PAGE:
Hurrah for International Rosé Day


With International Rosé Day around the corner (June 24th), it only makes sense that we dedicate a post to how this lovely sipper is made in the first place. Before we get into it, I want to take a moment and step on my soapbox on behalf of rosé.


Rosé became a household name in North America in the 80s with the growth of White Zinfandel. This sweet, pink wine, aside from the sugars, had very little going on for structure. The drink is quite polarizing. Those who enjoy sweet drinks love it, and those who choose not to drink syrup hate it. Nonetheless, the fame of White Zinfandel gave rosé a bad rap. When folks see me coming with a glass of 'pink' wine, some revert to the White Zin days and kindly decline. The truth is, the majority of rosé wines in our market are dry, incredibly delicious, and with levels of complexity. Winemakers worldwide take their rosé production seriously and, as a result, produce wines that have such structure that they are fit to drink all year, and some can age for up to four years. There is no need to consume these well structured rosé wines young. Just know that NOT all rosé is White Zinfandel, and the majority are the complete opposite.


Now, let's expand our rosé coverage and discuss how rosé wine is made. You can read our post here for a more detailed view of rosé.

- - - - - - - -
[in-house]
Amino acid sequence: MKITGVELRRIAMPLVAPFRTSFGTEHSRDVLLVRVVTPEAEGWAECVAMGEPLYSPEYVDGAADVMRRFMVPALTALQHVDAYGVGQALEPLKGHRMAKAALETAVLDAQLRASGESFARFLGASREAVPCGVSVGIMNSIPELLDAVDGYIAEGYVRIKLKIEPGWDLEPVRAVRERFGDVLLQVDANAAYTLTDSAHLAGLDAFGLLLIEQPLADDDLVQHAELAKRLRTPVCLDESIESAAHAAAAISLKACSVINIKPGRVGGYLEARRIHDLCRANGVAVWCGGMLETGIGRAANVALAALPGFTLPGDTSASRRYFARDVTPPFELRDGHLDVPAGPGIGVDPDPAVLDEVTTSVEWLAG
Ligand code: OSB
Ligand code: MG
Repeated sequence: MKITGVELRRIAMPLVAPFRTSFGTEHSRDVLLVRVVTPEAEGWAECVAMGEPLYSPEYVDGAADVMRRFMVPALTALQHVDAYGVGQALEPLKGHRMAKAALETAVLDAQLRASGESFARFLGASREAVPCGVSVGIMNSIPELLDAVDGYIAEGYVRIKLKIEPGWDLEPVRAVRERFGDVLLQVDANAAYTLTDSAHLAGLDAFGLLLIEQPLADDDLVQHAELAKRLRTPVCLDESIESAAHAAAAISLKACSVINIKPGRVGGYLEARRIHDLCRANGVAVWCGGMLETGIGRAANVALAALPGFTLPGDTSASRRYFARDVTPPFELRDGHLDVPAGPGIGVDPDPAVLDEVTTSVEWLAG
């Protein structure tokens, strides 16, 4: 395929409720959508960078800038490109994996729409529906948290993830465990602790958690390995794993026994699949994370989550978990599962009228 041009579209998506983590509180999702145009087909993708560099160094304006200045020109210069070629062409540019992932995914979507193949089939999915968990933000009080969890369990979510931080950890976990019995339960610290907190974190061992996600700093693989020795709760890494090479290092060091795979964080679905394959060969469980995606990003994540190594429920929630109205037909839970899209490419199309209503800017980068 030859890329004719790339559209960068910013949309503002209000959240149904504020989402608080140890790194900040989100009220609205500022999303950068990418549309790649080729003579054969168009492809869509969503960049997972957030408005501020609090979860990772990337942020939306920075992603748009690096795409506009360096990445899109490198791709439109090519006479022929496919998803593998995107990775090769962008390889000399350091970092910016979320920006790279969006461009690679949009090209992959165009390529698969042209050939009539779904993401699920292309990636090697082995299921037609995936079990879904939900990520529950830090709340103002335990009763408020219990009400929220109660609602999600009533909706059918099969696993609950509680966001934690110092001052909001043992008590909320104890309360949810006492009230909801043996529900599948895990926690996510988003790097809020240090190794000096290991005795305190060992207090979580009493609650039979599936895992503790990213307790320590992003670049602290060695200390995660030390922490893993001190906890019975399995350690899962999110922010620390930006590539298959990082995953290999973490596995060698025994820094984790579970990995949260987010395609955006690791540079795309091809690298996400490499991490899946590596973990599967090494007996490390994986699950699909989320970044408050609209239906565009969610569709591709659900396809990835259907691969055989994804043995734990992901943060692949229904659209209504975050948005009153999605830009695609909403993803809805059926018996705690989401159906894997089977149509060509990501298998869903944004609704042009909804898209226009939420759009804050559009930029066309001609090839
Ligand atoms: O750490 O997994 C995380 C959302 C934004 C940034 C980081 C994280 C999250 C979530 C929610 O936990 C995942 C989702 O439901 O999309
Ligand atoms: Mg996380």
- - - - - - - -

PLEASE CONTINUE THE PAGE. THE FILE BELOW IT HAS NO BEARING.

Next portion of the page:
How Rosé Wine Is Made


How Rosé Wine Is Made


Step 1: Grapes are picked and crushed with their skins. Usually, red grapes are used, but you can find some rosé wines blended with white grapes to enhance the wine's aroma and flavours.


Step 2: The grape must and skins are left together to macerate for anywhere between 2 to 24 hours. The longer the must and skins are left together, the deeper the colour of the rosé wine.


Step 3: The juice is then strained from the skins and other solids and placed in tank to further ferment for a period of time determined by the winemaker. The fermentation time really depends on the end result the winemaker is looking for. You can also find some rosé wines aged in oak, but the most common process sees it in tank.


Step 4: After fermentation, the rosé wine is bottled and ready for consumption. Most rosé is meant to be drunk young, with a maximum aging potential in your cellars for roughly 4 years.


Rosé wines should have a place on your go-to list of wines. These wines are often great pairing ideas for barbecue and dishes consisting of an array of spices.


Now that you know a little more about how rosé is made, I certainly hope you are sipping on something pink today to celebrate International Rosé Day.


Cheers!